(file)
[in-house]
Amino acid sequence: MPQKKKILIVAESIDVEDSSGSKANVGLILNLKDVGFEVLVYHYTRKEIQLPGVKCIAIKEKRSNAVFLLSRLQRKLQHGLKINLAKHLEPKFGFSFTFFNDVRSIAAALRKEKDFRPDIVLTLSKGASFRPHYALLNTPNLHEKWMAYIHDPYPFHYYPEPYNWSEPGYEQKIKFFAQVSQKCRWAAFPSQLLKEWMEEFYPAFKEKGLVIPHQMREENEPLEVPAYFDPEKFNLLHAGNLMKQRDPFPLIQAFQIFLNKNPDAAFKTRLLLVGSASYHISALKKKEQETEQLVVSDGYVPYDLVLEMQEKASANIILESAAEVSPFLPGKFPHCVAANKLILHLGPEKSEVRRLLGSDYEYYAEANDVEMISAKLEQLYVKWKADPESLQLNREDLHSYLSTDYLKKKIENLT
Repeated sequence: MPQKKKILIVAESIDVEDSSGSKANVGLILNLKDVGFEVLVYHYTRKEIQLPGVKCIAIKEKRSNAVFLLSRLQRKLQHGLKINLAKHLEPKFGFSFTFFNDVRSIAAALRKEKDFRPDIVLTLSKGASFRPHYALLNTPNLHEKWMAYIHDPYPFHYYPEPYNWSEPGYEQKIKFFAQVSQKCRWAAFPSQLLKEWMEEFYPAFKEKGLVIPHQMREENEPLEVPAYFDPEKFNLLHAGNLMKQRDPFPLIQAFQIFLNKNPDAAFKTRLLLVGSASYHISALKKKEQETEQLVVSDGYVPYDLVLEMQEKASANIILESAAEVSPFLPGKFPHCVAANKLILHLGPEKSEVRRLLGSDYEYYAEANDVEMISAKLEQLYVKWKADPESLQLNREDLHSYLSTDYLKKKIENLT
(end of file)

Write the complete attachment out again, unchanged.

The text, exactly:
[in-house]
Amino acid sequence: MPQKKKILIVAESIDVEDSSGSKANVGLILNLKDVGFEVLVYHYTRKEIQLPGVKCIAIKEKRSNAVFLLSRLQRKLQHGLKINLAKHLEPKFGFSFTFFNDVRSIAAALRKEKDFRPDIVLTLSKGASFRPHYALLNTPNLHEKWMAYIHDPYPFHYYPEPYNWSEPGYEQKIKFFAQVSQKCRWAAFPSQLLKEWMEEFYPAFKEKGLVIPHQMREENEPLEVPAYFDPEKFNLLHAGNLMKQRDPFPLIQAFQIFLNKNPDAAFKTRLLLVGSASYHISALKKKEQETEQLVVSDGYVPYDLVLEMQEKASANIILESAAEVSPFLPGKFPHCVAANKLILHLGPEKSEVRRLLGSDYEYYAEANDVEMISAKLEQLYVKWKADPESLQLNREDLHSYLSTDYLKKKIENLT
Repeated sequence: MPQKKKILIVAESIDVEDSSGSKANVGLILNLKDVGFEVLVYHYTRKEIQLPGVKCIAIKEKRSNAVFLLSRLQRKLQHGLKINLAKHLEPKFGFSFTFFNDVRSIAAALRKEKDFRPDIVLTLSKGASFRPHYALLNTPNLHEKWMAYIHDPYPFHYYPEPYNWSEPGYEQKIKFFAQVSQKCRWAAFPSQLLKEWMEEFYPAFKEKGLVIPHQMREENEPLEVPAYFDPEKFNLLHAGNLMKQRDPFPLIQAFQIFLNKNPDAAFKTRLLLVGSASYHISALKKKEQETEQLVVSDGYVPYDLVLEMQEKASANIILESAAEVSPFLPGKFPHCVAANKLILHLGPEKSEVRRLLGSDYEYYAEANDVEMISAKLEQLYVKWKADPESLQLNREDLHSYLSTDYLKKKIENLT